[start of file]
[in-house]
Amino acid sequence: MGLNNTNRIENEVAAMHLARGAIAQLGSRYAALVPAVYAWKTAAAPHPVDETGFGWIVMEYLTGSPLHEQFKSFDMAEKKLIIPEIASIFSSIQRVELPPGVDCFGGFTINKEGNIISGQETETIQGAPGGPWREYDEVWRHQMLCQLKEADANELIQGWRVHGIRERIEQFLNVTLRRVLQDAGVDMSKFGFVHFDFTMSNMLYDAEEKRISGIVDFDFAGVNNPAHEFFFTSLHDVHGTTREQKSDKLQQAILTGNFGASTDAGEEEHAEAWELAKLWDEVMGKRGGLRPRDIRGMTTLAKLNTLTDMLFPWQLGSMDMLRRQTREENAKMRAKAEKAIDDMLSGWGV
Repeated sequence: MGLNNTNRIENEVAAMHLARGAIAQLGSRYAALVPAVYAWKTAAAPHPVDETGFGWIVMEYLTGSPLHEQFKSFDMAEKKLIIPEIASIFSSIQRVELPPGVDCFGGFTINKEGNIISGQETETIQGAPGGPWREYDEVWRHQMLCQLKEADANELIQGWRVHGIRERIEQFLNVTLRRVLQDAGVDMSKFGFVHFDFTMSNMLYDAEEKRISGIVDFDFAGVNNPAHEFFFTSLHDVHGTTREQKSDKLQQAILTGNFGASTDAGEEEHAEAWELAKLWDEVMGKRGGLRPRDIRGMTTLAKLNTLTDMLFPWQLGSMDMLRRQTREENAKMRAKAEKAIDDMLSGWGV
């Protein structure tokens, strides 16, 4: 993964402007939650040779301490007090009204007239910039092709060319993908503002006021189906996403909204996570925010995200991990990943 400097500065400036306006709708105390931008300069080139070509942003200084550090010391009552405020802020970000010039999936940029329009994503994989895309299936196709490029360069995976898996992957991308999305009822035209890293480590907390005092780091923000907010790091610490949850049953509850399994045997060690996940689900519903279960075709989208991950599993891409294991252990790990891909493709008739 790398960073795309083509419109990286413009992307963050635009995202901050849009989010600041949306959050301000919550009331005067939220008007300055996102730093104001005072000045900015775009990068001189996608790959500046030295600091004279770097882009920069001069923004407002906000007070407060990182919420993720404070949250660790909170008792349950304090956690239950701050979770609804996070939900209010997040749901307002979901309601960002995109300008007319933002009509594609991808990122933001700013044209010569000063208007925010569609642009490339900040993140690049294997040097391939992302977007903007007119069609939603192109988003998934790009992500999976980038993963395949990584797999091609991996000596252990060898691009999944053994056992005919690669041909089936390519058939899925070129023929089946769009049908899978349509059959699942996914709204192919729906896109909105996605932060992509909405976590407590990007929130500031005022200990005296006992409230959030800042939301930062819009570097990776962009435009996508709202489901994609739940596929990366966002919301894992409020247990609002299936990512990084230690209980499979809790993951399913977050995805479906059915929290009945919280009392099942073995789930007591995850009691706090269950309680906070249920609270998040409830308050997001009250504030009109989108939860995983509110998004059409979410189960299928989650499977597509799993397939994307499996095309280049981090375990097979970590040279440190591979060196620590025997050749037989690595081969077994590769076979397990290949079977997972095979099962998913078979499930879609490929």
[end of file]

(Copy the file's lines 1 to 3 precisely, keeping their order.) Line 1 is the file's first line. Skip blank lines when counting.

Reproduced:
[in-house]
Amino acid sequence: MGLNNTNRIENEVAAMHLARGAIAQLGSRYAALVPAVYAWKTAAAPHPVDETGFGWIVMEYLTGSPLHEQFKSFDMAEKKLIIPEIASIFSSIQRVELPPGVDCFGGFTINKEGNIISGQETETIQGAPGGPWREYDEVWRHQMLCQLKEADANELIQGWRVHGIRERIEQFLNVTLRRVLQDAGVDMSKFGFVHFDFTMSNMLYDAEEKRISGIVDFDFAGVNNPAHEFFFTSLHDVHGTTREQKSDKLQQAILTGNFGASTDAGEEEHAEAWELAKLWDEVMGKRGGLRPRDIRGMTTLAKLNTLTDMLFPWQLGSMDMLRRQTREENAKMRAKAEKAIDDMLSGWGV
Repeated sequence: MGLNNTNRIENEVAAMHLARGAIAQLGSRYAALVPAVYAWKTAAAPHPVDETGFGWIVMEYLTGSPLHEQFKSFDMAEKKLIIPEIASIFSSIQRVELPPGVDCFGGFTINKEGNIISGQETETIQGAPGGPWREYDEVWRHQMLCQLKEADANELIQGWRVHGIRERIEQFLNVTLRRVLQDAGVDMSKFGFVHFDFTMSNMLYDAEEKRISGIVDFDFAGVNNPAHEFFFTSLHDVHGTTREQKSDKLQQAILTGNFGASTDAGEEEHAEAWELAKLWDEVMGKRGGLRPRDIRGMTTLAKLNTLTDMLFPWQLGSMDMLRRQTREENAKMRAKAEKAIDDMLSGWGV